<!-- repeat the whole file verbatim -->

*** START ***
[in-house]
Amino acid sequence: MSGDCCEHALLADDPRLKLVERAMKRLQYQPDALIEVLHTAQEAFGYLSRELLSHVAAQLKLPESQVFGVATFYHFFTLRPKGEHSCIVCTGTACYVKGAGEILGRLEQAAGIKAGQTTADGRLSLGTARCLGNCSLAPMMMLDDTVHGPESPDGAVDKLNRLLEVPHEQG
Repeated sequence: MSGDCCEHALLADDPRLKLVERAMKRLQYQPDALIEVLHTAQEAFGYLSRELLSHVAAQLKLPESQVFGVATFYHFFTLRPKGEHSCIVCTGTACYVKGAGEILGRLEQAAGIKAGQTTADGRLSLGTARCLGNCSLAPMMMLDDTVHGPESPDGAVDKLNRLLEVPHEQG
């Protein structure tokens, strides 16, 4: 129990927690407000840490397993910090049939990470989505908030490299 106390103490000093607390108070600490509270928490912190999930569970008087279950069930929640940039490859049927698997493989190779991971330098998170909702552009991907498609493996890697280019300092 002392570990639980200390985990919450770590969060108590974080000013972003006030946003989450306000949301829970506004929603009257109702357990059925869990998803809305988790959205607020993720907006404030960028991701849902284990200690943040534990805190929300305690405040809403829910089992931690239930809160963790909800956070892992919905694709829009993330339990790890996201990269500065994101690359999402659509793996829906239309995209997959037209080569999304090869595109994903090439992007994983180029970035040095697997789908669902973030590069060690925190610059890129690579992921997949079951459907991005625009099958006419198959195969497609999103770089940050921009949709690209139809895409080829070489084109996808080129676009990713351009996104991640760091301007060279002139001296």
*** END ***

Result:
[in-house]
Amino acid sequence: MSGDCCEHALLADDPRLKLVERAMKRLQYQPDALIEVLHTAQEAFGYLSRELLSHVAAQLKLPESQVFGVATFYHFFTLRPKGEHSCIVCTGTACYVKGAGEILGRLEQAAGIKAGQTTADGRLSLGTARCLGNCSLAPMMMLDDTVHGPESPDGAVDKLNRLLEVPHEQG
Repeated sequence: MSGDCCEHALLADDPRLKLVERAMKRLQYQPDALIEVLHTAQEAFGYLSRELLSHVAAQLKLPESQVFGVATFYHFFTLRPKGEHSCIVCTGTACYVKGAGEILGRLEQAAGIKAGQTTADGRLSLGTARCLGNCSLAPMMMLDDTVHGPESPDGAVDKLNRLLEVPHEQG
């Protein structure tokens, strides 16, 4: 129990927690407000840490397993910090049939990470989505908030490299 106390103490000093607390108070600490509270928490912190999930569970008087279950069930929640940039490859049927698997493989190779991971330098998170909702552009991907498609493996890697280019300092 002392570990639980200390985990919450770590969060108590974080000013972003006030946003989450306000949301829970506004929603009257109702357990059925869990998803809305988790959205607020993720907006404030960028991701849902284990200690943040534990805190929300305690405040809403829910089992931690239930809160963790909800956070892992919905694709829009993330339990790890996201990269500065994101690359999402659509793996829906239309995209997959037209080569999304090869595109994903090439992007994983180029970035040095697997789908669902973030590069060690925190610059890129690579992921997949079951459907991005625009099958006419198959195969497609999103770089940050921009949709690209139809895409080829070489084109996808080129676009990713351009996104991640760091301007060279002139001296």